Mon, Jul 17, 2017 - Page 11 News List

‘Nap Room’ is benefit to keep baseball players perky


The New York Yankees’ Aaron Judge, right, is tagged out by the Boston Red Sox’s Xander Bogaerts while trying to steal the base in the 12th inning on Saturday at Fenway Park in Boston, Massachusetts.

Photo: AFP

Day-night doubleheaders. Cross-country travel. Rain delays and extra innings. A baseball schedule can play havoc with sleep, but some major league teams are trying to combat the grind of the long season by giving their players a place to catch some shut-eye at the ballpark, away from their noisier teammates or their rambunctious kids.

Sometimes called “recovery rooms,” the areas near the clubhouse are just quiet, dark rooms with beds, but players and team officials hope they can reduce the fatigue caused by the long and often irregular hours of the season.

“Everybody in professional sports — especially baseball, with the travel requirements of the sport — feels like sleep is something that can be a competitive advantage,” Boston Red Sox athletic trainer Brad Pearson said. “We think we can win the sleep game.”

Once a place for players to change out of their uniforms and maybe grab a cigarette after the game, baseball clubhouses are now a second home where workers often spend more time than where they actually live.

Teams have tried to make the long days at the ballpark pass more comfortably by with amenities like ping pong tables for the Kansas City Royals, a barber’s chair for the Miami Marlins or cryotherapy and float pods for the Chicago Cubs.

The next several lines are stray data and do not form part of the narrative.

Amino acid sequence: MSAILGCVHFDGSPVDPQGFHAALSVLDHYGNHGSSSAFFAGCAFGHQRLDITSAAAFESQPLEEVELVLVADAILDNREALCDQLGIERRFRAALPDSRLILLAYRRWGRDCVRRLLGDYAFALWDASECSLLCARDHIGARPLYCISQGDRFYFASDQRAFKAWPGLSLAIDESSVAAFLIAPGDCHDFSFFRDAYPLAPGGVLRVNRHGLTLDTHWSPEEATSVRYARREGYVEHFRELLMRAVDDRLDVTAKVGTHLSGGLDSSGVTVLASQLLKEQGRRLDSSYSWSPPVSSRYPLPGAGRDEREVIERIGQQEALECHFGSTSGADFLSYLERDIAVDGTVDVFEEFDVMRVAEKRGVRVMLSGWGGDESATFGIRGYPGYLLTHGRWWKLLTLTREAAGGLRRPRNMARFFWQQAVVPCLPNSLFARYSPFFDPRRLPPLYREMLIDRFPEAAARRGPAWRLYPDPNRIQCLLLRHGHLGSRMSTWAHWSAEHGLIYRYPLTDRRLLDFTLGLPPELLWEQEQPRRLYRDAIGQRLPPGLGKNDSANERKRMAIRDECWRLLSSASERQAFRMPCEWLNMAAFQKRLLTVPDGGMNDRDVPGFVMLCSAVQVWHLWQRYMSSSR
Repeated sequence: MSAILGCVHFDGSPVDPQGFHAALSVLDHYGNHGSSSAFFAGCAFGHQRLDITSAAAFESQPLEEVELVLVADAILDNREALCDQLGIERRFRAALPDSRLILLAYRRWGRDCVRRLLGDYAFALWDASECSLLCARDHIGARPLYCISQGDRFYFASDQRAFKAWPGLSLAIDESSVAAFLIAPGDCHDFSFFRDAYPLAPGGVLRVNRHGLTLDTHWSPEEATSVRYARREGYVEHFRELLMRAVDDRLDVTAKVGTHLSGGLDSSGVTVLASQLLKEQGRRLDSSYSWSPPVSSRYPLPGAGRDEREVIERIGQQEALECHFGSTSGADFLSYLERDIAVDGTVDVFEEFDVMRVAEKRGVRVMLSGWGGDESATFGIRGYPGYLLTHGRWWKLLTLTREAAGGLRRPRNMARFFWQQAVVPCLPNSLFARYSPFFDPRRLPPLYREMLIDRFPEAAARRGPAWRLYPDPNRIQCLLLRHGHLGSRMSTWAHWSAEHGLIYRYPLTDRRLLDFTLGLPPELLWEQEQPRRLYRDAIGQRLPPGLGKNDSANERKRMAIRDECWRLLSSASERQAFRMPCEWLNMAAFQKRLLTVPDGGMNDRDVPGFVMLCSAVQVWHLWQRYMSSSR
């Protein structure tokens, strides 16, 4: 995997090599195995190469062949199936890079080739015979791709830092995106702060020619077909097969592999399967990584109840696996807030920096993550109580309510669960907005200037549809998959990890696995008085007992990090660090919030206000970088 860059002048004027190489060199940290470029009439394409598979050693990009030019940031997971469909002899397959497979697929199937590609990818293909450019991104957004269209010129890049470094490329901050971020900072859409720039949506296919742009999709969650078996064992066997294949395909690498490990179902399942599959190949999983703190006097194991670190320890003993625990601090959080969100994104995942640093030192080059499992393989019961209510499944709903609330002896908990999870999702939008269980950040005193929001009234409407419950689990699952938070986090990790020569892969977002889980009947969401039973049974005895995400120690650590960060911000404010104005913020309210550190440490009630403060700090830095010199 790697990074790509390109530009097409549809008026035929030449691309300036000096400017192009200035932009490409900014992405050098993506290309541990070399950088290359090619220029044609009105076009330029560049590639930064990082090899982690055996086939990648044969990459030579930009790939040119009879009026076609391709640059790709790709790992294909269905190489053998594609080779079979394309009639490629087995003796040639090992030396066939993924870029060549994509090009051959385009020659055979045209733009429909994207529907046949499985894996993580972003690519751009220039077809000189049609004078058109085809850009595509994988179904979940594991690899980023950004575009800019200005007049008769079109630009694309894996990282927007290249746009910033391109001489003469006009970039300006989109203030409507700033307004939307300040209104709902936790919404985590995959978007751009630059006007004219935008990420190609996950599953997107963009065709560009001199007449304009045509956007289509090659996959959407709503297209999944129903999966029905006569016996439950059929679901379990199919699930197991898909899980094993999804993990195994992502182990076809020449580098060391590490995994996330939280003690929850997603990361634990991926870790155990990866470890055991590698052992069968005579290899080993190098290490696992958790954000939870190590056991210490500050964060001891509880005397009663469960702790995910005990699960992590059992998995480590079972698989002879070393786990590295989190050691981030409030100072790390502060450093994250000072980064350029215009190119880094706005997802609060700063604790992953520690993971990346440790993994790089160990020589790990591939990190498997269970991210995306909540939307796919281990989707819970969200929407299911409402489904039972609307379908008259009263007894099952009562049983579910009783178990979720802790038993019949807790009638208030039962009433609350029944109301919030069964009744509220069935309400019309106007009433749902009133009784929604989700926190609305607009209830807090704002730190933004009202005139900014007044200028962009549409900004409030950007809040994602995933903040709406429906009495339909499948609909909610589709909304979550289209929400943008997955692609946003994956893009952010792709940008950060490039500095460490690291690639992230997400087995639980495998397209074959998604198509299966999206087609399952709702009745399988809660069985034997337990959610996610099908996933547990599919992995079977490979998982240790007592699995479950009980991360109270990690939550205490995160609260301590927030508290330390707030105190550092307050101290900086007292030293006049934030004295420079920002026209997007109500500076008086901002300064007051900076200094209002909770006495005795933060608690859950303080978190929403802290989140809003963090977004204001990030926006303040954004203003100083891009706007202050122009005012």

It is not just about killing time: Comfortable, more alert players can be more productive and teams are hoping the relatively small amount of money invested in these benefits could result in an extra base hit or shoestring catch on the field.

“They do have such a long season and it’s partly about that endurance,” Bedgear Performance Bedding Co executive Shana Rochleau said, whose company sponsors the Red Sox nap room and provided the sheets, blankets, pillows and mattresses. “To stay at a peak level for all that time is really critical.’

Pearson said he spoke to an expert at Harvard University in Massachusetts about how to help the players with their sleep, explaining how they would drink coffee or other caffeinated beverages to stay up for night games and then have trouble going to sleep afterward and be groggy the next day.

Then the cycle repeated.

“What he told us is that players are really doing everything the opposite of what you would recommend,” Pearson said. “The cumulative effect really begins to affect the player, where you can’t get your head above water. You get into a deficit that you’re probably not ever going to make up for.”

With no way to change the schedule or the cross-country travel, the Red Sox decided to try letting the players sleep it off.

The San Diego Padres and the Atlanta Braves have also built “recovery rooms” into their clubhouse complexes, though the Padres have also been known to take a snooze in the batter’s box.

Braves manager Brian Snitker said he used to have to sleep in the umpire’s room or the training table at Turner Field, Atlanta, Georgia.

Atlanta’s new stadium that opened this year has two “quiet rooms” — one with recliners and one with two sets of bunk beds.

“It’s the best sleep I have,” said Snitker. “I’ve got a pillow and blanket I keep in my office. It’s perfect, like being at Hampton Suites.”

The Red Sox nap room was squeezed into the century-old Fenway Park in Boston, Massachusetts, in a former storage closet off the workout room, up a flight of stairs from the home clubhouse. The team emptied it — almost — of boxes and added some insulation on the walls.

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